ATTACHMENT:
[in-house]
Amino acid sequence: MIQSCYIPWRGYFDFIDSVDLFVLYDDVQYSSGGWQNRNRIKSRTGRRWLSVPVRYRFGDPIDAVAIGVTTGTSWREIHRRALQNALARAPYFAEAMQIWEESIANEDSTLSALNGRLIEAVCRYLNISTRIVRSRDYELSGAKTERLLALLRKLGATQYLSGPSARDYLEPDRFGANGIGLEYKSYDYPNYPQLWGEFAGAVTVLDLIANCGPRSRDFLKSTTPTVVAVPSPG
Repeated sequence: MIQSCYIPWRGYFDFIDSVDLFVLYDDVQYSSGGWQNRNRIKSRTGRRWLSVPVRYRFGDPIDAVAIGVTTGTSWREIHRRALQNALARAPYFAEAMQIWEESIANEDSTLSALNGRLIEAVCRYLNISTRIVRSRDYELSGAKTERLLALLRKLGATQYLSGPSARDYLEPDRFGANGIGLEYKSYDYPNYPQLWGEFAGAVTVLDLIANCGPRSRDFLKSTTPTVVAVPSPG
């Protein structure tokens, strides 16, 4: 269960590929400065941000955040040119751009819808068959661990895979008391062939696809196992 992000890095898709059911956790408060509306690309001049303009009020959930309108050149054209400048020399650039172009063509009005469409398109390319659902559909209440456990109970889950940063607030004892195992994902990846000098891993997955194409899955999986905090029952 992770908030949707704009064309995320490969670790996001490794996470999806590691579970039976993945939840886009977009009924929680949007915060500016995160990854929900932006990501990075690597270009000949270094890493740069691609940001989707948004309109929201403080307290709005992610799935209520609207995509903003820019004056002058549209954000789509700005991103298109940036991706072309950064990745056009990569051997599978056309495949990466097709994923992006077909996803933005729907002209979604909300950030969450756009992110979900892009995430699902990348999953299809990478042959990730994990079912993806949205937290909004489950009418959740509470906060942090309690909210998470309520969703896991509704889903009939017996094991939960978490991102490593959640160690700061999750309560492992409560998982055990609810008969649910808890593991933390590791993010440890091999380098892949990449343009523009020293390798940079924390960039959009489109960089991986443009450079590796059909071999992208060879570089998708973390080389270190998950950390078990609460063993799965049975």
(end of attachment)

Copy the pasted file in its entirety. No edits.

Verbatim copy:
[in-house]
Amino acid sequence: MIQSCYIPWRGYFDFIDSVDLFVLYDDVQYSSGGWQNRNRIKSRTGRRWLSVPVRYRFGDPIDAVAIGVTTGTSWREIHRRALQNALARAPYFAEAMQIWEESIANEDSTLSALNGRLIEAVCRYLNISTRIVRSRDYELSGAKTERLLALLRKLGATQYLSGPSARDYLEPDRFGANGIGLEYKSYDYPNYPQLWGEFAGAVTVLDLIANCGPRSRDFLKSTTPTVVAVPSPG
Repeated sequence: MIQSCYIPWRGYFDFIDSVDLFVLYDDVQYSSGGWQNRNRIKSRTGRRWLSVPVRYRFGDPIDAVAIGVTTGTSWREIHRRALQNALARAPYFAEAMQIWEESIANEDSTLSALNGRLIEAVCRYLNISTRIVRSRDYELSGAKTERLLALLRKLGATQYLSGPSARDYLEPDRFGANGIGLEYKSYDYPNYPQLWGEFAGAVTVLDLIANCGPRSRDFLKSTTPTVVAVPSPG
């Protein structure tokens, strides 16, 4: 269960590929400065941000955040040119751009819808068959661990895979008391062939696809196992 992000890095898709059911956790408060509306690309001049303009009020959930309108050149054209400048020399650039172009063509009005469409398109390319659902559909209440456990109970889950940063607030004892195992994902990846000098891993997955194409899955999986905090029952 992770908030949707704009064309995320490969670790996001490794996470999806590691579970039976993945939840886009977009009924929680949007915060500016995160990854929900932006990501990075690597270009000949270094890493740069691609940001989707948004309109929201403080307290709005992610799935209520609207995509903003820019004056002058549209954000789509700005991103298109940036991706072309950064990745056009990569051997599978056309495949990466097709994923992006077909996803933005729907002209979604909300950030969450756009992110979900892009995430699902990348999953299809990478042959990730994990079912993806949205937290909004489950009418959740509470906060942090309690909210998470309520969703896991509704889903009939017996094991939960978490991102490593959640160690700061999750309560492992409560998982055990609810008969649910808890593991933390590791993010440890091999380098892949990449343009523009020293390798940079924390960039959009489109960089991986443009450079590796059909071999992208060879570089998708973390080389270190998950950390078990609460063993799965049975």